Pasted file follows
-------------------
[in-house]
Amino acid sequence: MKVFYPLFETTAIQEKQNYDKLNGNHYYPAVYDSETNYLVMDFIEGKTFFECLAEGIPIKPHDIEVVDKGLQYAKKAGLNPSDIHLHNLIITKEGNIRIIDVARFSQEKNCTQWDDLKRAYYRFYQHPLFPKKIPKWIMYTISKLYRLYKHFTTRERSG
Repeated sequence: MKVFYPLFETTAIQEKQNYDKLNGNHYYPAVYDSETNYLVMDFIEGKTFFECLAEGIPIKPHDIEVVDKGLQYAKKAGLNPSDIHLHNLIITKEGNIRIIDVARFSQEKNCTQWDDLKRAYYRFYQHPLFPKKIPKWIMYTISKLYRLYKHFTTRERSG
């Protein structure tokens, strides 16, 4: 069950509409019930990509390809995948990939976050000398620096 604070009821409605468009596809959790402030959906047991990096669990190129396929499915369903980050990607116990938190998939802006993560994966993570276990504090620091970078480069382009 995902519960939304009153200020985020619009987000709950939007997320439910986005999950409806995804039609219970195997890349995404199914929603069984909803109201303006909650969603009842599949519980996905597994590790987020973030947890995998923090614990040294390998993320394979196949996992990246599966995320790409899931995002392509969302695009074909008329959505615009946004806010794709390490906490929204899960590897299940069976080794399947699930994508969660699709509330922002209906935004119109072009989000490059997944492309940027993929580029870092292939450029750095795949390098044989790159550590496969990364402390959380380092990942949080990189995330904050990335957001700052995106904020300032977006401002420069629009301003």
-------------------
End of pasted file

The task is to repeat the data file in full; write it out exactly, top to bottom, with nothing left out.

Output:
[in-house]
Amino acid sequence: MKVFYPLFETTAIQEKQNYDKLNGNHYYPAVYDSETNYLVMDFIEGKTFFECLAEGIPIKPHDIEVVDKGLQYAKKAGLNPSDIHLHNLIITKEGNIRIIDVARFSQEKNCTQWDDLKRAYYRFYQHPLFPKKIPKWIMYTISKLYRLYKHFTTRERSG
Repeated sequence: MKVFYPLFETTAIQEKQNYDKLNGNHYYPAVYDSETNYLVMDFIEGKTFFECLAEGIPIKPHDIEVVDKGLQYAKKAGLNPSDIHLHNLIITKEGNIRIIDVARFSQEKNCTQWDDLKRAYYRFYQHPLFPKKIPKWIMYTISKLYRLYKHFTTRERSG
């Protein structure tokens, strides 16, 4: 069950509409019930990509390809995948990939976050000398620096 604070009821409605468009596809959790402030959906047991990096669990190129396929499915369903980050990607116990938190998939802006993560994966993570276990504090620091970078480069382009 995902519960939304009153200020985020619009987000709950939007997320439910986005999950409806995804039609219970195997890349995404199914929603069984909803109201303006909650969603009842599949519980996905597994590790987020973030947890995998923090614990040294390998993320394979196949996992990246599966995320790409899931995002392509969302695009074909008329959505615009946004806010794709390490906490929204899960590897299940069976080794399947699930994508969660699709509330922002209906935004119109072009989000490059997944492309940027993929580029870092292939450029750095795949390098044989790159550590496969990364402390959380380092990942949080990189995330904050990335957001700052995106904020300032977006401002420069629009301003």